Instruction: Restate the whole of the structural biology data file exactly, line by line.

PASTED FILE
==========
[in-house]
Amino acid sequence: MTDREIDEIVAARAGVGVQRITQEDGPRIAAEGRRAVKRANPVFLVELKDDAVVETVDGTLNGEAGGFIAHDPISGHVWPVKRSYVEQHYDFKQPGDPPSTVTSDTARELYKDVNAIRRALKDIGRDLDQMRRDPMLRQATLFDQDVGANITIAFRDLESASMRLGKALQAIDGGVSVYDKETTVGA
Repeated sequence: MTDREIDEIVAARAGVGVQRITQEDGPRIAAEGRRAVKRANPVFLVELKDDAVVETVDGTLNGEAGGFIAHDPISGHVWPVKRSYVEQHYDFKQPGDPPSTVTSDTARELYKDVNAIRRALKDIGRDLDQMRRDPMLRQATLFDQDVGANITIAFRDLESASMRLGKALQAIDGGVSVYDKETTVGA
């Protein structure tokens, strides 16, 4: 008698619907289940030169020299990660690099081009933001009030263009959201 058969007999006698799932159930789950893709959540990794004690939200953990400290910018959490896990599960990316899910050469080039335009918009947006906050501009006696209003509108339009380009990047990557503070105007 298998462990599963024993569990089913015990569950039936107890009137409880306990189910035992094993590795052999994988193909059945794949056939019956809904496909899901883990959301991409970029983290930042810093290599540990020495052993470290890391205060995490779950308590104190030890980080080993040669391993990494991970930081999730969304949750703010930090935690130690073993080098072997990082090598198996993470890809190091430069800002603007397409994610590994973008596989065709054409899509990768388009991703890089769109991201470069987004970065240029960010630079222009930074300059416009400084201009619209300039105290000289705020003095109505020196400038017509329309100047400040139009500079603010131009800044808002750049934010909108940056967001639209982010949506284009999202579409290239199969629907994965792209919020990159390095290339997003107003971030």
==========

[in-house]
Amino acid sequence: MTDREIDEIVAARAGVGVQRITQEDGPRIAAEGRRAVKRANPVFLVELKDDAVVETVDGTLNGEAGGFIAHDPISGHVWPVKRSYVEQHYDFKQPGDPPSTVTSDTARELYKDVNAIRRALKDIGRDLDQMRRDPMLRQATLFDQDVGANITIAFRDLESASMRLGKALQAIDGGVSVYDKETTVGA
Repeated sequence: MTDREIDEIVAARAGVGVQRITQEDGPRIAAEGRRAVKRANPVFLVELKDDAVVETVDGTLNGEAGGFIAHDPISGHVWPVKRSYVEQHYDFKQPGDPPSTVTSDTARELYKDVNAIRRALKDIGRDLDQMRRDPMLRQATLFDQDVGANITIAFRDLESASMRLGKALQAIDGGVSVYDKETTVGA
């Protein structure tokens, strides 16, 4: 008698619907289940030169020299990660690099081009933001009030263009959201 058969007999006698799932159930789950893709959540990794004690939200953990400290910018959490896990599960990316899910050469080039335009918009947006906050501009006696209003509108339009380009990047990557503070105007 298998462990599963024993569990089913015990569950039936107890009137409880306990189910035992094993590795052999994988193909059945794949056939019956809904496909899901883990959301991409970029983290930042810093290599540990020495052993470290890391205060995490779950308590104190030890980080080993040669391993990494991970930081999730969304949750703010930090935690130690073993080098072997990082090598198996993470890809190091430069800002603007397409994610590994973008596989065709054409899509990768388009991703890089769109991201470069987004970065240029960010630079222009930074300059416009400084201009619209300039105290000289705020003095109505020196400038017509329309100047400040139009500079603010131009800044808002750049934010909108940056967001639209982010949506284009999202579409290239199969629907994965792209919020990159390095290339997003107003971030």